My Escape Wealth Plan—Why I’ve Begun Buying Numismatics
We Americans must report every asset we hold overseas to the U.S. government… with two exceptions.
Two foreign assets remain non-reportable to the IRS and company—real estate titled in your personal name and precious metals held in an allocated manner.
“Allocated” precious metals could be gold bars on a shelf in a vault under the airport in Zurich… or they could be coins in a personal safe in your home in another country.
Gold bars are hard to move around easily and you need to find someone with enough cash to buy the entire bar to make the transaction as frictionless as possible.
Coins, on the other hand, are much more portable. Most gold aficionados favor one-ounce gold coins like Canadian Maple Leafs, American Liberties, or South African Kruggerands, among other options.
Those coins sell for small premiums over the spot gold rate and are extremely liquid.
Another option for precious metals and coins that I’ve been focused on lately is numismatic coins. These coins have bigger premiums over spot rates because they are collectible. They go up in value as the metal goes up in value, but they also can go up in value as collectors seek to complete their collections or a particular minting becomes more interesting to investors.
While these collectible coins can be less liquid than an American Liberty, for example, they also can have more value and therefore allow you to carry a coin worth multiples of the gold spot rate in your pocket.
Think of Mr. Wolff, Ben Affleck’s character in the movie “The Accountant.” Wolff stores his get-away wealth—cash, gold, coins, comic books, and baseball cards—in drawers in an RV. It’s all portable, but cash can take up a lot of space. Collectibles like baseball cards and comic books can make more sense in the context of weight and storage space versus value. On the other hand, these kinds of collectibles aren’t as liquid as gold and coins.
Numismatics Offer The Perfect Balance To Your Portfolio
Numismatics offer a good compromise.
I’ve found a group out of the United States that I’ve been working with personally to build a collection. This group is able to source limited-edition coins upon release that other dealers don’t get. That’s made buying from them fun for me. It has become a hobby with upside potential.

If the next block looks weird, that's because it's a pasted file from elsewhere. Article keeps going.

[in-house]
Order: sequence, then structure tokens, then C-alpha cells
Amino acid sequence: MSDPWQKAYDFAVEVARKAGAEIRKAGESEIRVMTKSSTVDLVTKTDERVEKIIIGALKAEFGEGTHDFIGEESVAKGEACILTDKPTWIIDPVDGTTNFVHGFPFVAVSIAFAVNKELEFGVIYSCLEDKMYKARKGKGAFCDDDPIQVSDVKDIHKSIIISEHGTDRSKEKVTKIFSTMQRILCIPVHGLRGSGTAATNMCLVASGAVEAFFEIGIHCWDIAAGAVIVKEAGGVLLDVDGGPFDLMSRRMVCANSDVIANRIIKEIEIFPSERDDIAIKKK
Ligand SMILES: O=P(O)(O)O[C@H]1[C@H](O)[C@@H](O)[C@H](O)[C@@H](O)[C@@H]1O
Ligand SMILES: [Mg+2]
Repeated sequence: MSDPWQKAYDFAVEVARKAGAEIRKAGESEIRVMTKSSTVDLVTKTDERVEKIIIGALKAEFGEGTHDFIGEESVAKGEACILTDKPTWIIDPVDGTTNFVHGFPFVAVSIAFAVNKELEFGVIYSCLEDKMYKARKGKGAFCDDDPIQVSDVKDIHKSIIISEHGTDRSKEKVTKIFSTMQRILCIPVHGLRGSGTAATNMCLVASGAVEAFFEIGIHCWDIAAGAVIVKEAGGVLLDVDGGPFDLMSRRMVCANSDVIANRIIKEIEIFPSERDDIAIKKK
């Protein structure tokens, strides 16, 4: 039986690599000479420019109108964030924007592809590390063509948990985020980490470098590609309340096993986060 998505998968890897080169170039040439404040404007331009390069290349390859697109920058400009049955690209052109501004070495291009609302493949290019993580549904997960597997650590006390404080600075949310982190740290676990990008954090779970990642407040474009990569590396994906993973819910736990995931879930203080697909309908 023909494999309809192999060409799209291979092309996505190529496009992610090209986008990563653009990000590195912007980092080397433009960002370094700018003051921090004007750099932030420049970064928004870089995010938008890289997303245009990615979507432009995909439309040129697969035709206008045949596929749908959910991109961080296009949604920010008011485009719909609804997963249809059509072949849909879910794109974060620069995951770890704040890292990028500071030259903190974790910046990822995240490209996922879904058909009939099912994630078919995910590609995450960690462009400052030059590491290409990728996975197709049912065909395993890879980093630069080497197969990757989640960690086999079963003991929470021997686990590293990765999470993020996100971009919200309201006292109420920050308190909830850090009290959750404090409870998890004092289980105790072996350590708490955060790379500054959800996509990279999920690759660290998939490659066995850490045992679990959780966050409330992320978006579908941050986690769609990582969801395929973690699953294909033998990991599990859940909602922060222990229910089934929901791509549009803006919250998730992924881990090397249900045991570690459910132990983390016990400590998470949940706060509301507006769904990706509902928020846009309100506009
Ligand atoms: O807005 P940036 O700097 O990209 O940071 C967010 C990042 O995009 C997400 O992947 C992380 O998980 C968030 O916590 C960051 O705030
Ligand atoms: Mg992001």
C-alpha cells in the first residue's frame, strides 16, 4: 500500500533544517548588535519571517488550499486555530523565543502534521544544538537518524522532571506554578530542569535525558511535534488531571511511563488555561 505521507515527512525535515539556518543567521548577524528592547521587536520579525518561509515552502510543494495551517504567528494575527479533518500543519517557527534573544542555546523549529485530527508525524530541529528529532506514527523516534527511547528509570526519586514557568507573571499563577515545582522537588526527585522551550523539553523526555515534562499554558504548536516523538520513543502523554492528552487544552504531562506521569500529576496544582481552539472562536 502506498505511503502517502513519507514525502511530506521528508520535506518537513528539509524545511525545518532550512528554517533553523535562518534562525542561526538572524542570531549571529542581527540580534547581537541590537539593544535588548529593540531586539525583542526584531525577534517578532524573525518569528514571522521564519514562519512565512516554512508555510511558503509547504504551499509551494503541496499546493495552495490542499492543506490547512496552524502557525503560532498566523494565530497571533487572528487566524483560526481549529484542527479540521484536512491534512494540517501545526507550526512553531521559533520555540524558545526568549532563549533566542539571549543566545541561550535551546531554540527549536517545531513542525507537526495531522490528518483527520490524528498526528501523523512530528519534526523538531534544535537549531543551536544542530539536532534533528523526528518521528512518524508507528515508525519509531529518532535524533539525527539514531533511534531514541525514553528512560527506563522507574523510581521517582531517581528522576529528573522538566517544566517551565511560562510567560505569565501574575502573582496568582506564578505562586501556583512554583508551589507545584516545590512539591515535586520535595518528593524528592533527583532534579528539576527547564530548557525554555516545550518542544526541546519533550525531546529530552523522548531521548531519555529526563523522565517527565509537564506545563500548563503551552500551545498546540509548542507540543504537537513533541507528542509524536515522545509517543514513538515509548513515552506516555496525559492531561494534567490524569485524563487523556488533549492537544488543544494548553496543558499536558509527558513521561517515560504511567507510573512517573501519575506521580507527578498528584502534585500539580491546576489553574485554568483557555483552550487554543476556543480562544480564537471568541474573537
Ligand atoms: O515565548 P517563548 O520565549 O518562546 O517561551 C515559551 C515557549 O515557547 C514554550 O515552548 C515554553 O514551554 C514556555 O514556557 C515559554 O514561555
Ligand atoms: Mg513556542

I see buying numismatics as very different from buying gold. Gold isn’t an investment. It’s a store of wealth. These coins are an investment with built-in minimum values based on the value of the metal.
In some cases, they can be works of art, as well. Mints around the world are always trying to come up with new and interesting designs. Anniversaries are big opportunities for minting coins, as are inaugural events, and some of these limited-edition coins can see excellent appreciation within a few years of coming to market.
Of course, there’s no guarantee any collectible coin will grow in value, but you’ll always have the benefit of the metal value, whether it’s gold, silver, platinum, or, in some cases, a combination of all three.
I’ve only just started paying attention to this market. The guy I’m learning from, Keith Jacobsen, has decades of experience, and he has agreed to host a webinar to help my readers appreciate the advantages of this investment strategy… as well as share details of some of his most recent offerings.
Keith has even offered to send every webinar attendee a commemorative coin issued for the 400th anniversary of the voyage of the Mayflower. It’s a base metal coin, meaning it doesn’t contain any precious metal. It’s a collectible with a retail value of US$15.95. Still, only 10,000 were minted… and Keith was able to obtain a number of them.